The distances from Galveston to either San Francisco or New York are about 1600 miles. Although his rightful rank was high, which gave him the right to consecrate his own chapel including the right to wear a Mitre and carry a staff; he lived his life in Galveston as a meager Monk, teacher, and Pastoral Priest. The Church Congregation never paid Fr. Theoclitos, because he received his pay directly from the
Tzar (1500 rubels a month and 500 rubels as expenses; about $120 total, at that time) until Fr. Theoclitos passed away in 1916, a year and a half before Tzar Nicholas II and his Family were murdered.
The Trustees of The Existing Congregation Board (Chris Vucovich, Chris Chuoke, Athurs Menutis and Mitchael Mihaloudski) formally received their State Corporation Papers on January 13, 1895 and subsequently purchased a 43’ wide x 120’ deep property that is at 4107 Avenue L, Galveston, Texas on December 15, 1895. They started to build a rectangular wood frame Orthodox styled Church, and when Fr. Theoclitos arrived, in January of 1896, he directed the finishing of the Church. The congregation was astonished to be blessed with an Archimandrite and a Deacon, not just a Priest, and best of all he was somewhat of a linguist.
In Galveston, all properties faced either North-west or South-east, so they had chosen property that left the Church unusually facing South-east. And, although the Icon of Saint Nicholas was placed in the Iconostas to Honor
Tzar Nicholas II as the Patron of the Church; it was Fr. Theoclitos’ decision to use the name S. S. Constantine and Helen Church, because the congregation that started on its own should be remembered. Bishop Nicholas was invited and he accepted; and the Consecration of our church occurred on June 3rd 1896, the feast day of S.S. Constantine and Helen. Fr. Theoclitos’ decision on the name of the Church, was not unusual with him. He was known to have baptized children with names other than their parents had asked for. But his guidance and decisions were always accepted by his congregation. He had services in the Slavonic, Greek and Arabic languages.
In 1897, Fr. Theoclitos purchased a 36 plot track in the Lake View Cemetery as a gift to his Congregation. He buried his flock in the next consecutive plot, without regard to couples or children or any relationship, because he saw them as one congregational family.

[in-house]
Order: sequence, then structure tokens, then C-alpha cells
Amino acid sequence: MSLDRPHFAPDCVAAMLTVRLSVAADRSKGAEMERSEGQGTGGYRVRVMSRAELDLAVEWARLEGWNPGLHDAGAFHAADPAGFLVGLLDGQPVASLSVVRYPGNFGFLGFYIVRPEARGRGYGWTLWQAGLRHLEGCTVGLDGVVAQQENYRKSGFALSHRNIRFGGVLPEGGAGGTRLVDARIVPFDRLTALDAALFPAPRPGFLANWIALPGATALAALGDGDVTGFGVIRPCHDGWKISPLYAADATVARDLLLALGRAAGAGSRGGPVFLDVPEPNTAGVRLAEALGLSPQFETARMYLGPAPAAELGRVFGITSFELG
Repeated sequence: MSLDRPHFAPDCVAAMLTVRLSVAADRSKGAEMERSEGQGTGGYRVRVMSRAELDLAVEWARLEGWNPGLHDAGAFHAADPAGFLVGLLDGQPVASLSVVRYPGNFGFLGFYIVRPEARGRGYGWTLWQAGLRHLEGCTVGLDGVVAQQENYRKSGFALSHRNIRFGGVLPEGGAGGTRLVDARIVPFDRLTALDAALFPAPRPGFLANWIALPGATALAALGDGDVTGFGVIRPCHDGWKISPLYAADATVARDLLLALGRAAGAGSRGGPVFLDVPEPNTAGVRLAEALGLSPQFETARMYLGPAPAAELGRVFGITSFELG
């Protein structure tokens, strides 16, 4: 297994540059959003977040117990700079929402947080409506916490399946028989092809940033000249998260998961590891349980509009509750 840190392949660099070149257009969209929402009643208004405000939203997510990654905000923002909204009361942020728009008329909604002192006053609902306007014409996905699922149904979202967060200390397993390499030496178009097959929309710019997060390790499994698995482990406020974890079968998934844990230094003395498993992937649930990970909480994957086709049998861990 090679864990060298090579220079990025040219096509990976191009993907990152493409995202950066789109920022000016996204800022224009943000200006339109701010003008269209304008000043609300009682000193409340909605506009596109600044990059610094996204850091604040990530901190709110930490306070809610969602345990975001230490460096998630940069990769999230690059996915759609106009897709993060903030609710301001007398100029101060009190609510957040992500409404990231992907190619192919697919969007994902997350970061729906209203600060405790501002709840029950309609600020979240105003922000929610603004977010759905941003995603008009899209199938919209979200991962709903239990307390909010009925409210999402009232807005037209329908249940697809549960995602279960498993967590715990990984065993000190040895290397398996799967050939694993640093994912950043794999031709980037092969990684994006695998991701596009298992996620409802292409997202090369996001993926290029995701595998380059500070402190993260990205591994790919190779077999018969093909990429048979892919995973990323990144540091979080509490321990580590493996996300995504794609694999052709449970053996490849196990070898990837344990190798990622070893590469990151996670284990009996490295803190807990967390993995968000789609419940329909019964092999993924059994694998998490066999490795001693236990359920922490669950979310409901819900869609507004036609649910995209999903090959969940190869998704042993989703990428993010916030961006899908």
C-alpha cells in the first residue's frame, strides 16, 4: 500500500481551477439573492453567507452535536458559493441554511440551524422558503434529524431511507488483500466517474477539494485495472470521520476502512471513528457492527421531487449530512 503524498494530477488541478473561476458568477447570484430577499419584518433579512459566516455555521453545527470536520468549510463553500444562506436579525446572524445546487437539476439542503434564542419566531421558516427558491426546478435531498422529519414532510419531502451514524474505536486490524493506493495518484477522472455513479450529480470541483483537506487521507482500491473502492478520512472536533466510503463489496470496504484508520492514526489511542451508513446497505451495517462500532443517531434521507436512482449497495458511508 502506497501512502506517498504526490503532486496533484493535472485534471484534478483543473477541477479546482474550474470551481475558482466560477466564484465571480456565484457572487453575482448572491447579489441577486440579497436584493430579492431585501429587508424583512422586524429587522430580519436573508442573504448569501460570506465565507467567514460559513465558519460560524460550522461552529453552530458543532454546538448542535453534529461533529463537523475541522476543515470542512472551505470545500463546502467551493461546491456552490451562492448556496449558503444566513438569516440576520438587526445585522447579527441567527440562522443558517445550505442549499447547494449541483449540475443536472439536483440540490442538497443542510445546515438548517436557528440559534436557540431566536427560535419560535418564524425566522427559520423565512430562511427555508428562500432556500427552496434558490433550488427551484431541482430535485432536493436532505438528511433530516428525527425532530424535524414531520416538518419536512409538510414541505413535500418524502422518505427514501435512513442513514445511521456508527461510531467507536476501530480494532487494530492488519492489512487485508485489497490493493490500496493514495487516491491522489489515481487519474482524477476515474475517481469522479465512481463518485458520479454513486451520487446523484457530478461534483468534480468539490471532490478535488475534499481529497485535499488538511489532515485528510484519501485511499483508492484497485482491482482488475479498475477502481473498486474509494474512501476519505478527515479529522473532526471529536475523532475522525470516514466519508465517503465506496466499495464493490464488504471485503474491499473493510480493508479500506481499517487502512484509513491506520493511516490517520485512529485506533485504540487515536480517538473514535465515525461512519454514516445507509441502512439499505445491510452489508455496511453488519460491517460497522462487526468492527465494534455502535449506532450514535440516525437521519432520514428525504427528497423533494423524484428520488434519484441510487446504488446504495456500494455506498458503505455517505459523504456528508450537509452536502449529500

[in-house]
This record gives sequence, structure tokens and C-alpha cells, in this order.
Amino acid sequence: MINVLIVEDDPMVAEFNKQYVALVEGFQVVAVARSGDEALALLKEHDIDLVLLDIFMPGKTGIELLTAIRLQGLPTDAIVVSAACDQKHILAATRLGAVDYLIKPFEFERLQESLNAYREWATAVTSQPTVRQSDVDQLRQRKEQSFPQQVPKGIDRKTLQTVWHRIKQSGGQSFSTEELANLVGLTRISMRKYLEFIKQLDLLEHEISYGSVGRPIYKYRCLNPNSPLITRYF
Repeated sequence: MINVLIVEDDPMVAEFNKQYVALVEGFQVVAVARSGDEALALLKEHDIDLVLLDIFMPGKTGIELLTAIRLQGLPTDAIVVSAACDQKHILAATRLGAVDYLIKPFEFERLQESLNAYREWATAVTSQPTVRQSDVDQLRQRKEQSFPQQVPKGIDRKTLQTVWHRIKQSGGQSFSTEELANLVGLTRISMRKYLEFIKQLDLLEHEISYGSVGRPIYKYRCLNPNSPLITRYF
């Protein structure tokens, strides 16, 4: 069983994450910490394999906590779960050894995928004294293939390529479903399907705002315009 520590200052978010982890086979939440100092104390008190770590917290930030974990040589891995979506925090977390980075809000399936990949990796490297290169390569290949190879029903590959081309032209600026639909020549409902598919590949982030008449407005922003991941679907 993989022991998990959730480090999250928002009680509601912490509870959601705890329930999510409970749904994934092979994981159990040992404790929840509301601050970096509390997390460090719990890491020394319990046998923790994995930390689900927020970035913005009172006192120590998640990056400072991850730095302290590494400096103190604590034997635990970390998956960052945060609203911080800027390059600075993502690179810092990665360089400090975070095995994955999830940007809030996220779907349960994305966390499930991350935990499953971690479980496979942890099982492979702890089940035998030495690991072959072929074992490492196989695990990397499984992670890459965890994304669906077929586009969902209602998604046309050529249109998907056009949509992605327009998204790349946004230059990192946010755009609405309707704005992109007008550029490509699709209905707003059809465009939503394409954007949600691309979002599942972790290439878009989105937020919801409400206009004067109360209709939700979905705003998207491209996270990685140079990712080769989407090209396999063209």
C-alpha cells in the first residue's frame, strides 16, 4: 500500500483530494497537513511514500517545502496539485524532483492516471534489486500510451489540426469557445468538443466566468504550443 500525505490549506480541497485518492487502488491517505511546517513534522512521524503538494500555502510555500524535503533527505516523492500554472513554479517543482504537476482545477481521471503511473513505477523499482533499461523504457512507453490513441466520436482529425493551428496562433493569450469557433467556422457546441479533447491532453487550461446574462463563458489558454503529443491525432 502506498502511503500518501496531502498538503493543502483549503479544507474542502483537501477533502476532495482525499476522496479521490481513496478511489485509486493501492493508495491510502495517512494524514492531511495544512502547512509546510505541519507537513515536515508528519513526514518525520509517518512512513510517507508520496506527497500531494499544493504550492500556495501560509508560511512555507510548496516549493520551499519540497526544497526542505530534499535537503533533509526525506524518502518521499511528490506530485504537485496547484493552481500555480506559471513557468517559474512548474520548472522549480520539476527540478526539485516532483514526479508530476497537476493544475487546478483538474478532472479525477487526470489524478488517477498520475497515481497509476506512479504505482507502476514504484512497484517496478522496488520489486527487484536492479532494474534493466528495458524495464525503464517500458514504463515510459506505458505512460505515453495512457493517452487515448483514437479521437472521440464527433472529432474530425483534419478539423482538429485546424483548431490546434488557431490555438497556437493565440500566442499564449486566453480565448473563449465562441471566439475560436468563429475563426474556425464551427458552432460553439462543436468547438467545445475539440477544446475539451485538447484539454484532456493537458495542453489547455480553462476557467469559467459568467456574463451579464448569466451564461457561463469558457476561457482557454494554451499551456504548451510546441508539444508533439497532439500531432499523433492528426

:''LaGrange, Tex., Jan. 25, --Married today, Mr, Abraham John to Miss Zeche Nemer, both Greek, at the Catholic Church by Rev. Theoclitos (Archimandrite of the Orthodox Church), Galveston, Tex. A very large crowd attended the ceremonies, which were “somewhat of a novelty”, no such ceremonies having ever been performed here.''
The Galveston Parish Board additionally purchased a like adjoining property west of the Church doubling the size of the property in early 1900. But, in his 66th year, on September 8th 1900, Galveston Island was hit by the greatest natural disaster in United States history when the massive Hurricane of 1900 came ashore. The Island was almost totally destroyed (est. of 8,000 to 12,000 deaths of a population of 30,000, which included 24 members of the congregation. Fr. Theoclitos and Fr. Mikhail spent 30 hrs in the church praying and giving refuge to parishioners and neighbors that sought safety in the church. After the storm had passed, the Church structure was still standing although it had floated to the west about 10 feet partially onto the additional property just purchased. Those that were with him in the church believed Fr. Theoclitos and his church had truly saved their lives. The congregation gathered and raised the Church, repaired the damage and early in 1902 petitioned Bishop Tikhon, who had since moved the headquarters of the Diocese to New York, to visit and Re-consecrate their repaired Church. Bishop Tikhon accepted and arrived shortly before services on June 3rd 1903. By order of
Tzar Nicholas II, Bishop Tikhon bestowed on Fr. Theoclitos the Royal Honors of (1) the Order Of St. Vladimir and (2) the Order of St. Anne (in his picture, the ribbon and cross like medallion around the neck to his right side is the order of St. Vladimir, the ribbon and medallion around the neck to his left side is the Order of St. Anne and the necklet with the large medallion was awarded him upon attaining his Graduate Degree in Theology from the Moscow Theological Academy).
[[Image:ssconstantine_helen2.jpg|left|frame|Interior of Ss. Constantine and Helen Orthodox Church]]
[[Image:theoclitos_funeral.jpg|left|frame|The Funeral of Archimandrite Theoclitos]]
And then, in his 81st year, the Island was hit by another devastating Hurricane in August of 1915. Again, Arch. Fr Theoclitos and others prayed in the Church. This storm was even more tenuous for them, but never was anyone in the church lost in any storm. The Church floated to the north about 50 feet into the street, and the front wall was torn open and the Gospel given by
Tzar Nicholas II was found by parishioner George Mandich another 200’ away in the city cemetery across from the Church, miraculously with very little water damage. The congregation repaired the Church and moved it back into place with mule and muscle.
The parish again, needed more future graves. This time, as a religious benevolent society, they purchased their own private Cemetery in the western part of the city, about a quarter mile from the other cemetery. The land was far larger (would easily accommodate about 300 graves) and would meet their needs for long years into the future. But they also divided it into two sections, the Greeks to one side, and the Serbians and other Slavs on the other.